“Imperial overreach” is sometimes used to describe a United States that is less and less able to maintain its global dominance. The phrase reflects upon the fall of ancient Rome and the demise of the British Empire.
Britain’s decline followed its economic exhaustion and the growing unacceptability of political controls by one nation over others.
American world domination has never entailed much direct political control. And, unlike Rome, America obtains no tribute from other nations and in fact subsidises them (something the Soviets also did with their satellites). A topical illustration of this is the $1.5 billion a year aid to Egypt, described by President Obama as not an ally, though of course strictly speaking it is. Egypt, under its present leadership, may however be better considered as a state opposed to the USA and its interests, and that $1.5 billion a year to constrain its hostility is considered good value by the US government.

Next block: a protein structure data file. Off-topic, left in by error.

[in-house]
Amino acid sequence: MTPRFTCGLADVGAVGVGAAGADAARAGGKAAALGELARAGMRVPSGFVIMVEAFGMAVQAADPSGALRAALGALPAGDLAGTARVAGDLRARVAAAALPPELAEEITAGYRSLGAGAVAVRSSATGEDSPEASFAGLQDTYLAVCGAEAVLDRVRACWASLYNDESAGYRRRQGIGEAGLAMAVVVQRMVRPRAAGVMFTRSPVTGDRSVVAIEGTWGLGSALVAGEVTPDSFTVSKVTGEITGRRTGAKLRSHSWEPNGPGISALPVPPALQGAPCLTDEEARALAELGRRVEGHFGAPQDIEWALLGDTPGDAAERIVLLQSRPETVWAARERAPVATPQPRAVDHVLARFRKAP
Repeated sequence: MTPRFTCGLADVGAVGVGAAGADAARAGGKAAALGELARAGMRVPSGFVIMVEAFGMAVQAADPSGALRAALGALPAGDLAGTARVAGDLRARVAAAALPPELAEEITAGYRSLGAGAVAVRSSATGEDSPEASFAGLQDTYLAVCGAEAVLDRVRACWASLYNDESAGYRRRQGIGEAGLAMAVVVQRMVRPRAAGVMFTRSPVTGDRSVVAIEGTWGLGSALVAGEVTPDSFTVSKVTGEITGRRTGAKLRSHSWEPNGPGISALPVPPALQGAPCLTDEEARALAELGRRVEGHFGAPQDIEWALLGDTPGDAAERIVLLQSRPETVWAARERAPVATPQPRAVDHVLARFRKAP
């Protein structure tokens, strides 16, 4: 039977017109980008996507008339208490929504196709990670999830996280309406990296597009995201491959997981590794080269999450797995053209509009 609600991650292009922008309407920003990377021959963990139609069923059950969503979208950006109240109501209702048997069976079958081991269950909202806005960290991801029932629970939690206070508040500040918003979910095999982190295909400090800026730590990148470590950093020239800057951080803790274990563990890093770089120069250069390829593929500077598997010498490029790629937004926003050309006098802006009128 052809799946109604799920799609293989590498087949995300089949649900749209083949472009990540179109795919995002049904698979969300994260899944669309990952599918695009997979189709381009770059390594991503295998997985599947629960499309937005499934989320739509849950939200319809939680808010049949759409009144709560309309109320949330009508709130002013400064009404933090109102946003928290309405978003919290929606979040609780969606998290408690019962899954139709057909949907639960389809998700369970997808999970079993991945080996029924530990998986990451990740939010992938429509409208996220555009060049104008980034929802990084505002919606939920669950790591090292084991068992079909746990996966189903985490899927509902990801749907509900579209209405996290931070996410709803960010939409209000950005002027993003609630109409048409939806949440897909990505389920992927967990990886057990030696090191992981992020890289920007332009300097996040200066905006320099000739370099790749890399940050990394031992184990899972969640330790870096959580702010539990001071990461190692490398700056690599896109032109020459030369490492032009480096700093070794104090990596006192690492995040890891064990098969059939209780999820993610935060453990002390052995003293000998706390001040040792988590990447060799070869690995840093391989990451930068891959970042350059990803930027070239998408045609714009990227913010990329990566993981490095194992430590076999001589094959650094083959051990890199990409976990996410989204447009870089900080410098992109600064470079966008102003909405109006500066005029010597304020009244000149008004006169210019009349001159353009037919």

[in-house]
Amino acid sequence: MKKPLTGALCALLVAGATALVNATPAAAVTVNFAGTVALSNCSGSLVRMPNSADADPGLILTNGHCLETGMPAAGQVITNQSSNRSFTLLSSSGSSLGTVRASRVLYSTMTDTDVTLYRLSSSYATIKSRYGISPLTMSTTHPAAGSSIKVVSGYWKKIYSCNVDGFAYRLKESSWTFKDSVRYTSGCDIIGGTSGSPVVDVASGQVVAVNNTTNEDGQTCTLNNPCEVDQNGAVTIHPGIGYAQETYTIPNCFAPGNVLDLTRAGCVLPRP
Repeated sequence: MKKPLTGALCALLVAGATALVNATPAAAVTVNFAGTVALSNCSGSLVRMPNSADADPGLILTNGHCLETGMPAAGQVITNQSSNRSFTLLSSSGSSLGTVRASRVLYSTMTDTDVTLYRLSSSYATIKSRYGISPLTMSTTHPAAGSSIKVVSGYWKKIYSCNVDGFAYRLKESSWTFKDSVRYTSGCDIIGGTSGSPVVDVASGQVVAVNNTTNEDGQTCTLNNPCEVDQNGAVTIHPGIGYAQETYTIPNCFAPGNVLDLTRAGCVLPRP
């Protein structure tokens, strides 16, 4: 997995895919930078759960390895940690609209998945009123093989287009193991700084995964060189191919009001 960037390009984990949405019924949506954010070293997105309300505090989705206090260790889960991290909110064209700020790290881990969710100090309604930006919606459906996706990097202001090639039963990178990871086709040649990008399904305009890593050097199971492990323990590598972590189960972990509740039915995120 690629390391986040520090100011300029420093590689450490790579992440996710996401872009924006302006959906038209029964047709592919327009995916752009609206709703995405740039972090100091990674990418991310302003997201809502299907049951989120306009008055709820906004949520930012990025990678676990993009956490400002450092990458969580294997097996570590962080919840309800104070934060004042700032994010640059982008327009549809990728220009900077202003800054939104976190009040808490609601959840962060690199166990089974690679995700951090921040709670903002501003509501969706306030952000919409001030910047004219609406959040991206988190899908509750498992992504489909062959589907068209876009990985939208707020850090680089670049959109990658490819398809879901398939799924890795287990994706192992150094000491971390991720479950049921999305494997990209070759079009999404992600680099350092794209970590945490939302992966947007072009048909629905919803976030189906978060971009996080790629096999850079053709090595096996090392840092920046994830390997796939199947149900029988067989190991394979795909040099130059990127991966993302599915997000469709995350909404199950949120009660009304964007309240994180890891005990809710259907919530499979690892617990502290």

But comparing America’s eroding world domination to the collapse of ancient Rome does reveal some uncomfortable similarities.
Ancient Rome was undermined by revenue shortfalls. Aside from bureaucratic needs, funds were required for “bread and circuses” to placate a largely unemployed Roman mob, which had a tested capacity to overthrow governments. Imperial Rome also needed revenues to pay mercenaries who, like the indolent Roman mob, had a proven ability to replace emperors.
In this respect, America’s resemblance to Ancient Rome is more chilling. America is facing a crisis—which Europe and Australia share—due to increasing proportions of economic output being directed to unproductive expenditures. These are social expenditures including old-age pensions, incapacity-related benefits, health, labour market programs, unemployment and housing.
The expansion of social entitlements has far surpassed the effect of an ageing population. Since 1980, social welfare entitlement spending has risen from 16 per cent to 23 per cent of GDP in the EU and 13 per cent to 20 per cent in the USA. In Australia it has risen from 10 per cent to 16 per cent.